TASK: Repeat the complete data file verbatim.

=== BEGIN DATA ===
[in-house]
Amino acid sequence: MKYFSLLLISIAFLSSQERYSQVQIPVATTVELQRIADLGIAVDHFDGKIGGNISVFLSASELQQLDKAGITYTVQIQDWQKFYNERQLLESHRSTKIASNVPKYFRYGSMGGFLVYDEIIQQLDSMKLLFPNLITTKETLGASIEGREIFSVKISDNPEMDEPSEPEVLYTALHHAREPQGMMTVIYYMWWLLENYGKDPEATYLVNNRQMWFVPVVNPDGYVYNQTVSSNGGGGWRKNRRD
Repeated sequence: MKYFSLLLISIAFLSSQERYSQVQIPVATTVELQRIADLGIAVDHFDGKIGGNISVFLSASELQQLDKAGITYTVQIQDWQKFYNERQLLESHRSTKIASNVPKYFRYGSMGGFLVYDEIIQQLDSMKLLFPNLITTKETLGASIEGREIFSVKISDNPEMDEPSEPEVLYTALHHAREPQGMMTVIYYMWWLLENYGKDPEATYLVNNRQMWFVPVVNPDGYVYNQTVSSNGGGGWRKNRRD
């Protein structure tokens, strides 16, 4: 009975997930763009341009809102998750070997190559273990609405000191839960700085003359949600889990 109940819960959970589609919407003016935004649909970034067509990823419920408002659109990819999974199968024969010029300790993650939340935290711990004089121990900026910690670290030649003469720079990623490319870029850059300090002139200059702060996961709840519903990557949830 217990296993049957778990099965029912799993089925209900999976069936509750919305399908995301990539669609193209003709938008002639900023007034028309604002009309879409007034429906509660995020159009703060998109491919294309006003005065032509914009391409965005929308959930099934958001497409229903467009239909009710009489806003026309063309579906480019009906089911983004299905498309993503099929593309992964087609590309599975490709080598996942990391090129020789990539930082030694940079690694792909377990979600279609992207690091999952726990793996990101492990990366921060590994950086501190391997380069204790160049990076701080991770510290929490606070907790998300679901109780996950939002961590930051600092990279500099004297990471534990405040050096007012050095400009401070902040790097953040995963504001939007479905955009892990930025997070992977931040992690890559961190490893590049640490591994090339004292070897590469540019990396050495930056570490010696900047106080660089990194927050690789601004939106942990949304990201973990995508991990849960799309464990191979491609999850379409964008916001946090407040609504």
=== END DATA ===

[in-house]
Amino acid sequence: MKYFSLLLISIAFLSSQERYSQVQIPVATTVELQRIADLGIAVDHFDGKIGGNISVFLSASELQQLDKAGITYTVQIQDWQKFYNERQLLESHRSTKIASNVPKYFRYGSMGGFLVYDEIIQQLDSMKLLFPNLITTKETLGASIEGREIFSVKISDNPEMDEPSEPEVLYTALHHAREPQGMMTVIYYMWWLLENYGKDPEATYLVNNRQMWFVPVVNPDGYVYNQTVSSNGGGGWRKNRRD
Repeated sequence: MKYFSLLLISIAFLSSQERYSQVQIPVATTVELQRIADLGIAVDHFDGKIGGNISVFLSASELQQLDKAGITYTVQIQDWQKFYNERQLLESHRSTKIASNVPKYFRYGSMGGFLVYDEIIQQLDSMKLLFPNLITTKETLGASIEGREIFSVKISDNPEMDEPSEPEVLYTALHHAREPQGMMTVIYYMWWLLENYGKDPEATYLVNNRQMWFVPVVNPDGYVYNQTVSSNGGGGWRKNRRD
């Protein structure tokens, strides 16, 4: 009975997930763009341009809102998750070997190559273990609405000191839960700085003359949600889990 109940819960959970589609919407003016935004649909970034067509990823419920408002659109990819999974199968024969010029300790993650939340935290711990004089121990900026910690670290030649003469720079990623490319870029850059300090002139200059702060996961709840519903990557949830 217990296993049957778990099965029912799993089925209900999976069936509750919305399908995301990539669609193209003709938008002639900023007034028309604002009309879409007034429906509660995020159009703060998109491919294309006003005065032509914009391409965005929308959930099934958001497409229903467009239909009710009489806003026309063309579906480019009906089911983004299905498309993503099929593309992964087609590309599975490709080598996942990391090129020789990539930082030694940079690694792909377990979600279609992207690091999952726990793996990101492990990366921060590994950086501190391997380069204790160049990076701080991770510290929490606070907790998300679901109780996950939002961590930051600092990279500099004297990471534990405040050096007012050095400009401070902040790097953040995963504001939007479905955009892990930025997070992977931040992690890559961190490893590049640490591994090339004292070897590469540019990396050495930056570490010696900047106080660089990194927050690789601004939106942990949304990201973990995508991990849960799309464990191979491609999850379409964008916001946090407040609504």